Tyler Mowll was still undecided as he got closer and closer to the front of the line to vote. He said he would have liked to know more about the two candidates’ positions and philosophy.

“I’m in favor of leniency as a general philosophy, although it’s case-to-case specific. Long-term incarceration doesn’t do anything to reduce crime or bring out the good that’s in people,” Mowll said. “A lot of human capital is lost.”

Mowll also said he was leaning toward Clenahan, because he knew more about his views. “From her, I just get a lot of complaints, not how she’s actually going to perform as a judge,” he said.  

At one point in the voting, Napierski called Feeney’s attention to a voter who had neither a hand stamp nor a sticker. Feeney told The Enterprise that the man was a “legal voter” who had somehow failed to get a stamp or sticker.

“I don’t know what happened,” Feeney said. “He got here too early, maybe, before they were signing people up? But just to make it absolutely fair, we didn’t let him vote.”

Betty Head, a Clenahan supporter who sat right next to the cardboard box containing the votes, said, “I think the committee has held up remarkably well under the duress of a group of people who want to turn the party into their own party, the party of Christine Napierski.”

She added, “There is not supposed to be any electioneering near a polling place, and there is a car outside with a Napierski sign on it. And people are wearing T-shirts with candidates’ names on them.”

Finally, the tallying began, as the town’s personnel administrator Stacia Smith-Brigadier picked up the ballots, one by one, read the name, and then placed each into one of two other cardboard boxes. One vote-counter wrote another tick-mark on a sheet of paper each time Clenahan’s name was called, and another did the same for Napierski, as supporters of both candidates watched.

There were a small number of ballots at the end that were hard to read, which were closely examined and photographed by supporters of both candidates. The caucus chairman had the final say on how to treat them.

Three of them were deemed to be illegible. One for “Brian C.” was accepted as a vote for Clenahan, as was another written in cursive that clearly started with a “C” and could possibly have been “Christine” but looked more like “Clenahan.”

Eleventh-hour lawsuit

On July 19, a week before the caucus, the Napierskis sued in federal court to try to stop the caucus, arguing that the Democratic committee members had selected the caucus method to unfairly benefit their candidate; that Democrats had tried to coerce Napierski into accepting Clenahan; and that the caucus site, Tawasentha Park’s large pavilion, is difficult to access for those who are frail or have mobility issues.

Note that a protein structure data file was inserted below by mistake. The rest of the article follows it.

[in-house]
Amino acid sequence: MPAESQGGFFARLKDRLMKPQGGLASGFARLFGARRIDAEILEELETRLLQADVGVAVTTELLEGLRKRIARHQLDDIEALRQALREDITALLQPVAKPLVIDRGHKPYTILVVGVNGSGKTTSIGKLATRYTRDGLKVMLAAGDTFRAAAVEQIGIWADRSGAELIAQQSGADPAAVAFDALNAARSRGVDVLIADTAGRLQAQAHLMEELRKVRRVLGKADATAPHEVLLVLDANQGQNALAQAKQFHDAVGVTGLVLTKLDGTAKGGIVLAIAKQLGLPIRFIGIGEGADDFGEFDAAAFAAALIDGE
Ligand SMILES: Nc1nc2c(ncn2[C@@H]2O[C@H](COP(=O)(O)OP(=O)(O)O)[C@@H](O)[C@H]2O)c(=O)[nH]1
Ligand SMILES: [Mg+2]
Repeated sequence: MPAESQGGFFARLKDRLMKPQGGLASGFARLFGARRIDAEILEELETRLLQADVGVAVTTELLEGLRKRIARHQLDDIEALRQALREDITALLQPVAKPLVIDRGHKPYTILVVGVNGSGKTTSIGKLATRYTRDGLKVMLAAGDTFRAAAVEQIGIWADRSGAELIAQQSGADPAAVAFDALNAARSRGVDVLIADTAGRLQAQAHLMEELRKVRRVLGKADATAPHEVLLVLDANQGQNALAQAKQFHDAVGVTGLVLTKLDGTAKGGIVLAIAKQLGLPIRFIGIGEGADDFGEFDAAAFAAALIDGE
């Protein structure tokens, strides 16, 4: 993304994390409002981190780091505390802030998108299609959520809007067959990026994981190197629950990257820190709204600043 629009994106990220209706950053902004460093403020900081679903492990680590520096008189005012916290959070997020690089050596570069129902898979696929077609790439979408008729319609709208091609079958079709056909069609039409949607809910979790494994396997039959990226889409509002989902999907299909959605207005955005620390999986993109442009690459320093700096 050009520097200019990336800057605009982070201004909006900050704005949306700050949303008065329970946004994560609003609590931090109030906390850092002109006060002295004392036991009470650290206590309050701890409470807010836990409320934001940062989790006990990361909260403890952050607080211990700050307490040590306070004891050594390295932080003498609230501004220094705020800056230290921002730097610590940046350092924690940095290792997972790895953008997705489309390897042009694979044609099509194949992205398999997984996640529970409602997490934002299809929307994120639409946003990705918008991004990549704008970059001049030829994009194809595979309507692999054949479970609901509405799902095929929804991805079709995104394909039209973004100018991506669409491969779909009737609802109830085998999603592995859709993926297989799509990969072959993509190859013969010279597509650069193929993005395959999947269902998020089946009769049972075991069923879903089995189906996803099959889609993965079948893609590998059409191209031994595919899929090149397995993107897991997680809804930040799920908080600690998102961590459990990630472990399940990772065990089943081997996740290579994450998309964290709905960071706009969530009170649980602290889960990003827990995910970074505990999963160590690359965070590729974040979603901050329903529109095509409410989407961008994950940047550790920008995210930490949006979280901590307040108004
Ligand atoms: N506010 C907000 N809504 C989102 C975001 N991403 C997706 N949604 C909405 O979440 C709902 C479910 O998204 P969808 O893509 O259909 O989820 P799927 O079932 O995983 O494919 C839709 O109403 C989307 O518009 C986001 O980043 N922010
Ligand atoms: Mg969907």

Eugene Napierski has a progressive neurological disorder and uses a motorized scooter.

Suddaby ruled late Tuesday afternoon that the caucus could go forward, but with many additional provisions for accessibility, including: monitors placed at the entrance to the park and at all the parking lots to ensure that the caucus does not begin before all would-be voters reach the pavilion; proxy voting for anyone who cannot walk to the pavilion; dedication of the lot immediately adjacent to the pavilion for handicapped voters and drop-offs; and improved bathroom accessibility.

Napierski was appointed in April to the post of town justice, which opened after then-justice Sherwood was arrested in February, charged with stealing millions of dollars from family trusts he oversaw in his work as a private attorney.

Sherwood was later suspended; he resigned and eventually pleaded guilty to charges in both federal and county courts. He is scheduled to be sentenced in federal court on Oct. 11.

The town board interviewed 14 candidates, including Clenahan, and selected Napierski for the job. Town Supervisor Peter Barber said at the time that Napierski was selected for her depth of experience in trial law, mediation, and negotiations, as well as for her even temperament and her ability to meet the scheduling demands of the job, which requires being on-call 24 hours a day, every third week.

Napierski is a partner in the law firm Napierski, VanDenburgh, Napierski & O’Connor. The other two justices — both Democrats — are also partners in private law firms. Denise Randall and her husband, Bob Randall, operate the Randall Law Firm, while John Bailey is with Bailey, Johnson & Peck.

Two months later, the Guilderland Democratic Committee notified Napierski that it planned to back not her but Clenahan as the candidate at its caucus in July.

During the campaign, both sides raised issues questioning the other candidate’s integrity. Napierski had failed to respond to a November speeding ticket and her driver’s license was suspended in March, then reinstated in June. Her father told The Enterprise that she never drove during that period, but received rides from family members. In a letter to The Enterprise, Christine Napierski wrote that she regretted and was embarrassed by missing her court date, but that the episode showed she is “not a perfect person” and that it makes her a better judge by helping her “understand the fallibility of the people who appear before me.”

Clenahan has had tax warrants issued against him by the state of New York’s Department of Taxation and Finance in three different years, 2003, 2013, and 2015, as well as a court judgment in favor of a bank in a credit-card matter, in 2001. Clenahan told The Enterprise that the tax warrants were honest mistakes resulting from his trying to fill out his own tax forms for many years, and that he now uses a tax professional.

Ray Gray, a Democrat at the caucus, told The Enterprise, “I think it’s pretty pathetic that we’re here to replace a guy, Richard Sherwood, who thought he was above the law. And we’re having to choose between two people who, in my opinion, think they’re above the law.”

The primary process is run and overseen by the Albany County Board of Elections, and uses ballots, including absentee and military ballots. It allows for anonymous voting all day in a variety of locations.

The county board of elections has no oversight over caucuses, but only receives the results. A caucus is held in one location, at one time, and candidates may be determined by any of three methods: standing; raising of hands; or a voice vote, which is an estimation of which side is louder.